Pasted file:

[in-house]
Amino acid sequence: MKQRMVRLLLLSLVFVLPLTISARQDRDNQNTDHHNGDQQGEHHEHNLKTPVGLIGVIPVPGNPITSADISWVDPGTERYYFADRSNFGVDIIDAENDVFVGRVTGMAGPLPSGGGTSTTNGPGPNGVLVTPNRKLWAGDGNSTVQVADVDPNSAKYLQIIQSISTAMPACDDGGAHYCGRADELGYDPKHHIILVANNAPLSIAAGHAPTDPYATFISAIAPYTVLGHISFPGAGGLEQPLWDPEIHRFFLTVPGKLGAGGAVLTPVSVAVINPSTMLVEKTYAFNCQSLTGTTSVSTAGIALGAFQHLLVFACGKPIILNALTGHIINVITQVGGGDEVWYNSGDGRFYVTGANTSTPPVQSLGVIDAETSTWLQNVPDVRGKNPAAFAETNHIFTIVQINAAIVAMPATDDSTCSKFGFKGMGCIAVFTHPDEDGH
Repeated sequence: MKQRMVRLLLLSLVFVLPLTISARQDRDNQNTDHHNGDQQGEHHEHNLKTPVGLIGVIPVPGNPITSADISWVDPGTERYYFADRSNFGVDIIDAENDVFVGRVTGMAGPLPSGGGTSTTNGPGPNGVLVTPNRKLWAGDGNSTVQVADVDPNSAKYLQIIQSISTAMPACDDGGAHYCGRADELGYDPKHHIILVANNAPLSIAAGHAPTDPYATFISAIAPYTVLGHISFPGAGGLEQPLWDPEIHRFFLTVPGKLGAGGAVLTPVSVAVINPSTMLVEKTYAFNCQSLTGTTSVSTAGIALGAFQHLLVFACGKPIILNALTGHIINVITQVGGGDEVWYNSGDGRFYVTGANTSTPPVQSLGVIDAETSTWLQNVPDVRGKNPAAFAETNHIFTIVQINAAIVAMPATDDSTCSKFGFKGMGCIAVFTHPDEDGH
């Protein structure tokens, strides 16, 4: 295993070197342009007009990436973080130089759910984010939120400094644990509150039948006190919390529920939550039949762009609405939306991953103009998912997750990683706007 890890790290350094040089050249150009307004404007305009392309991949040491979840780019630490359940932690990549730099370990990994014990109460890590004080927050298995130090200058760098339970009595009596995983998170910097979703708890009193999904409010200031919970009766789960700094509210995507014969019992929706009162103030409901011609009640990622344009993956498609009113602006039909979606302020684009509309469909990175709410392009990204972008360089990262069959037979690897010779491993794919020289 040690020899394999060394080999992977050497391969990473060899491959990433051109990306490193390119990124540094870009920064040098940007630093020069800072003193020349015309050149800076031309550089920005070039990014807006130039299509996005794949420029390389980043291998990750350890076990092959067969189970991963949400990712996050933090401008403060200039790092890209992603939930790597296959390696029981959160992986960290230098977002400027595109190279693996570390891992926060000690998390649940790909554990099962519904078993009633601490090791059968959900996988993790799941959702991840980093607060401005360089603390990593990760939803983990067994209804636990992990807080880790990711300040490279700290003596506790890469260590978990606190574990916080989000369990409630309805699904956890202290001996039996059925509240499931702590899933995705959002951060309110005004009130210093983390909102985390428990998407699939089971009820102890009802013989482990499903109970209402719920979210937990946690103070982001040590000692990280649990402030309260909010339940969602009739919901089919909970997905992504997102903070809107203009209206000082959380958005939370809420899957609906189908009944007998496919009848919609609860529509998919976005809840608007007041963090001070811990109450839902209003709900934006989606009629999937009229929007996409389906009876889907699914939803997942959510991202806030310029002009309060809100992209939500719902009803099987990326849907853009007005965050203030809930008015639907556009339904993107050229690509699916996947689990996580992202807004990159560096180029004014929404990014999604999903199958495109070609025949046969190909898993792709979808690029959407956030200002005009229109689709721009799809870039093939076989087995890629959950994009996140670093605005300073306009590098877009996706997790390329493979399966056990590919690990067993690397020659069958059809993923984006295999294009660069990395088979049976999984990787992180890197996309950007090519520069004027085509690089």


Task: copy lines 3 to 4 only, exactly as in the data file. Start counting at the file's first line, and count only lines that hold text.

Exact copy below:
Repeated sequence: MKQRMVRLLLLSLVFVLPLTISARQDRDNQNTDHHNGDQQGEHHEHNLKTPVGLIGVIPVPGNPITSADISWVDPGTERYYFADRSNFGVDIIDAENDVFVGRVTGMAGPLPSGGGTSTTNGPGPNGVLVTPNRKLWAGDGNSTVQVADVDPNSAKYLQIIQSISTAMPACDDGGAHYCGRADELGYDPKHHIILVANNAPLSIAAGHAPTDPYATFISAIAPYTVLGHISFPGAGGLEQPLWDPEIHRFFLTVPGKLGAGGAVLTPVSVAVINPSTMLVEKTYAFNCQSLTGTTSVSTAGIALGAFQHLLVFACGKPIILNALTGHIINVITQVGGGDEVWYNSGDGRFYVTGANTSTPPVQSLGVIDAETSTWLQNVPDVRGKNPAAFAETNHIFTIVQINAAIVAMPATDDSTCSKFGFKGMGCIAVFTHPDEDGH
């Protein structure tokens, strides 16, 4: 295993070197342009007009990436973080130089759910984010939120400094644990509150039948006190919390529920939550039949762009609405939306991953103009998912997750990683706007 890890790290350094040089050249150009307004404007305009392309991949040491979840780019630490359940932690990549730099370990990994014990109460890590004080927050298995130090200058760098339970009595009596995983998170910097979703708890009193999904409010200031919970009766789960700094509210995507014969019992929706009162103030409901011609009640990622344009993956498609009113602006039909979606302020684009509309469909990175709410392009990204972008360089990262069959037979690897010779491993794919020289 040690020899394999060394080999992977050497391969990473060899491959990433051109990306490193390119990124540094870009920064040098940007630093020069800072003193020349015309050149800076031309550089920005070039990014807006130039299509996005794949420029390389980043291998990750350890076990092959067969189970991963949400990712996050933090401008403060200039790092890209992603939930790597296959390696029981959160992986960290230098977002400027595109190279693996570390891992926060000690998390649940790909554990099962519904078993009633601490090791059968959900996988993790799941959702991840980093607060401005360089603390990593990760939803983990067994209804636990992990807080880790990711300040490279700290003596506790890469260590978990606190574990916080989000369990409630309805699904956890202290001996039996059925509240499931702590899933995705959002951060309110005004009130210093983390909102985390428990998407699939089971009820102890009802013989482990499903109970209402719920979210937990946690103070982001040590000692990280649990402030309260909010339940969602009739919901089919909970997905992504997102903070809107203009209206000082959380958005939370809420899957609906189908009944007998496919009848919609609860529509998919976005809840608007007041963090001070811990109450839902209003709900934006989606009629999937009229929007996409389906009876889907699914939803997942959510991202806030310029002009309060809100992209939500719902009803099987990326849907853009007005965050203030809930008015639907556009339904993107050229690509699916996947689990996580992202807004990159560096180029004014929404990014999604999903199958495109070609025949046969190909898993792709979808690029959407956030200002005009229109689709721009799809870039093939076989087995890629959950994009996140670093605005300073306009590098877009996706997790390329493979399966056990590919690990067993690397020659069958059809993923984006295999294009660069990395088979049976999984990787992180890197996309950007090519520069004027085509690089």